So I am going to write about this, AGAIN.
This letter appeared in the mail of a brand new Germantown home-owner. I have received photos of the same letter from new homeowners in Kensington, Bella Vista and in West Philly.
The phone numbers on the letter do not start with (215) 686-, which is the prefix code of most City phone numbers, including the official recorder of deeds: the Philadelphia Records Department (that’s its actual title).
There IS no such thing as “Deeds and Registry Office”, the address that the letter points to in the Land Title Building only has one city office having anything to do with real estate directly, and that’s the Sheriff’s Office, and they have nothing to do with new homeowners.
This letter is a fraud and it is a scam and yet you have let this gone on for months, even after multiple people have brought it to your attention. You just don’t know how to deal with an economic crime like this because you are incompetent.
I really hope this is the last time I have to write about this stupid letter. No telling these scammers are bilking brand new Philly property owners out of their money. They have to be making money because the letters keep coming. And they will continue to go to homeowners until you fucking DO. SOMETHING. ABOUT. IT.
For the love of Christ and all that is Holy in his name… do your fucking job. You are a law enforcement agency. Enforce some fucking law for a change.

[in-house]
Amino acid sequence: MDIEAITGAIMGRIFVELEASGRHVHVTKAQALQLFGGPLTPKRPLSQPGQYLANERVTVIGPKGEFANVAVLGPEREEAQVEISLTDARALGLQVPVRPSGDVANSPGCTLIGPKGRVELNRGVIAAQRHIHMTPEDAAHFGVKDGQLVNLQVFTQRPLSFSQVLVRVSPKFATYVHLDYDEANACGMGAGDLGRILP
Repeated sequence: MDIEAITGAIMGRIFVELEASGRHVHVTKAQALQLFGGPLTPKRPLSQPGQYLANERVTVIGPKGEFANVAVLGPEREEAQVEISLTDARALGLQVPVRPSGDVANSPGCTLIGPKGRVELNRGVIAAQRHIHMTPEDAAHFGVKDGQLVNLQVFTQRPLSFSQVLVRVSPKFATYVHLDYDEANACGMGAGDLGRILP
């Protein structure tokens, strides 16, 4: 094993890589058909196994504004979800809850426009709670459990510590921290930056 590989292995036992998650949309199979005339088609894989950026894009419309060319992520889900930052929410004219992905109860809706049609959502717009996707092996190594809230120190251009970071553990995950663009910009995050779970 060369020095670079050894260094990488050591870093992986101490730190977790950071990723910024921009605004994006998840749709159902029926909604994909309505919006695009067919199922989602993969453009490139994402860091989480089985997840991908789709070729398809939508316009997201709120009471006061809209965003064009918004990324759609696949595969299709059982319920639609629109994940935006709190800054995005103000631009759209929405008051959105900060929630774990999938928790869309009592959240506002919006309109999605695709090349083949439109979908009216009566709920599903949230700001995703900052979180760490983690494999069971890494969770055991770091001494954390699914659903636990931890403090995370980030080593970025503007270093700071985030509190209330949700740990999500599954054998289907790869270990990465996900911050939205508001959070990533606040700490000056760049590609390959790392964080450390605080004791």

Holy crap you are the worst municipal law enforcement agency in this country. A complete disgrace to the profession.
A reader to PDQ has brought up a fairly sobering point about the controversy surrounding OPA’s attempt to update land values across the city. He writes…
[E]everyone who filed the first level appeal by the May deadline has still not received a response. Of course, the BRT deadline is the first Monday in October. Seems like the city is slow playing it in hopes that most will miss the October deadline. Think of all the homeowners who will receive a letter denying their appeal between now and October 1 who will have to scramble to file an appeal.
Right now, anyone appealing to the BRT will not have access to the vacant lot data, so by the time the hearing rolls around, they will be at a huge disadvantage.
Seems odd to me.